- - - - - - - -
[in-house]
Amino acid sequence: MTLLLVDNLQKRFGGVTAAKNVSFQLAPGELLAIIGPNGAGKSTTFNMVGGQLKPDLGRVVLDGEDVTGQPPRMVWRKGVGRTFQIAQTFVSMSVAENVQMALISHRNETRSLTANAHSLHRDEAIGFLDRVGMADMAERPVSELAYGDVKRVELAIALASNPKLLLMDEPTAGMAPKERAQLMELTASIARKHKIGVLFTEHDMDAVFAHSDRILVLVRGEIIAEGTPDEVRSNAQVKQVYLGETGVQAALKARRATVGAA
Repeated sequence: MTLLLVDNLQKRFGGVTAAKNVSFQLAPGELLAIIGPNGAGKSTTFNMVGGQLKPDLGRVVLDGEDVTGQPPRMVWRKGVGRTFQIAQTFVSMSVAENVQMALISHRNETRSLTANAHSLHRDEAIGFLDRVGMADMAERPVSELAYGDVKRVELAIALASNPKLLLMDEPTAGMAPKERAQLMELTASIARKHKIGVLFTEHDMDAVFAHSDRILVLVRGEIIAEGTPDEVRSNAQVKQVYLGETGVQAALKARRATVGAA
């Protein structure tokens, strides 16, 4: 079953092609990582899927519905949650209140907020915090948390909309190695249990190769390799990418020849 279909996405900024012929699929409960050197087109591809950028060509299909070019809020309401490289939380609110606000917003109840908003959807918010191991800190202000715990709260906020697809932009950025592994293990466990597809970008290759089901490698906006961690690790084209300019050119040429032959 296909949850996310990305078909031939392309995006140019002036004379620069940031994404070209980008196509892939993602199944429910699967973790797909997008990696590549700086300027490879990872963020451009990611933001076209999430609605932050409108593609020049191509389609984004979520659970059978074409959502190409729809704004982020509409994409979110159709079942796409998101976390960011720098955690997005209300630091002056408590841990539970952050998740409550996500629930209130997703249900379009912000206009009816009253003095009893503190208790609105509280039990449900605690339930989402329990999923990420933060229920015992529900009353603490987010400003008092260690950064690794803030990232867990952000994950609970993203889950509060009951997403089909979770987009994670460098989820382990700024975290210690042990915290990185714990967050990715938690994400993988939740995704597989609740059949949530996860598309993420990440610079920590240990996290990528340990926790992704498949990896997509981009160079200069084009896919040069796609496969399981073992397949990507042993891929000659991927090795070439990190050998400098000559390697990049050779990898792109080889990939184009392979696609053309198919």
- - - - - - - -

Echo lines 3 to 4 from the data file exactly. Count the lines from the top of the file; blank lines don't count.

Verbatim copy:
Repeated sequence: MTLLLVDNLQKRFGGVTAAKNVSFQLAPGELLAIIGPNGAGKSTTFNMVGGQLKPDLGRVVLDGEDVTGQPPRMVWRKGVGRTFQIAQTFVSMSVAENVQMALISHRNETRSLTANAHSLHRDEAIGFLDRVGMADMAERPVSELAYGDVKRVELAIALASNPKLLLMDEPTAGMAPKERAQLMELTASIARKHKIGVLFTEHDMDAVFAHSDRILVLVRGEIIAEGTPDEVRSNAQVKQVYLGETGVQAALKARRATVGAA
């Protein structure tokens, strides 16, 4: 079953092609990582899927519905949650209140907020915090948390909309190695249990190769390799990418020849 279909996405900024012929699929409960050197087109591809950028060509299909070019809020309401490289939380609110606000917003109840908003959807918010191991800190202000715990709260906020697809932009950025592994293990466990597809970008290759089901490698906006961690690790084209300019050119040429032959 296909949850996310990305078909031939392309995006140019002036004379620069940031994404070209980008196509892939993602199944429910699967973790797909997008990696590549700086300027490879990872963020451009990611933001076209999430609605932050409108593609020049191509389609984004979520659970059978074409959502190409729809704004982020509409994409979110159709079942796409998101976390960011720098955690997005209300630091002056408590841990539970952050998740409550996500629930209130997703249900379009912000206009009816009253003095009893503190208790609105509280039990449900605690339930989402329990999923990420933060229920015992529900009353603490987010400003008092260690950064690794803030990232867990952000994950609970993203889950509060009951997403089909979770987009994670460098989820382990700024975290210690042990915290990185714990967050990715938690994400993988939740995704597989609740059949949530996860598309993420990440610079920590240990996290990528340990926790992704498949990896997509981009160079200069084009896919040069796609496969399981073992397949990507042993891929000659991927090795070439990190050998400098000559390697990049050779990898792109080889990939184009392979696609053309198919």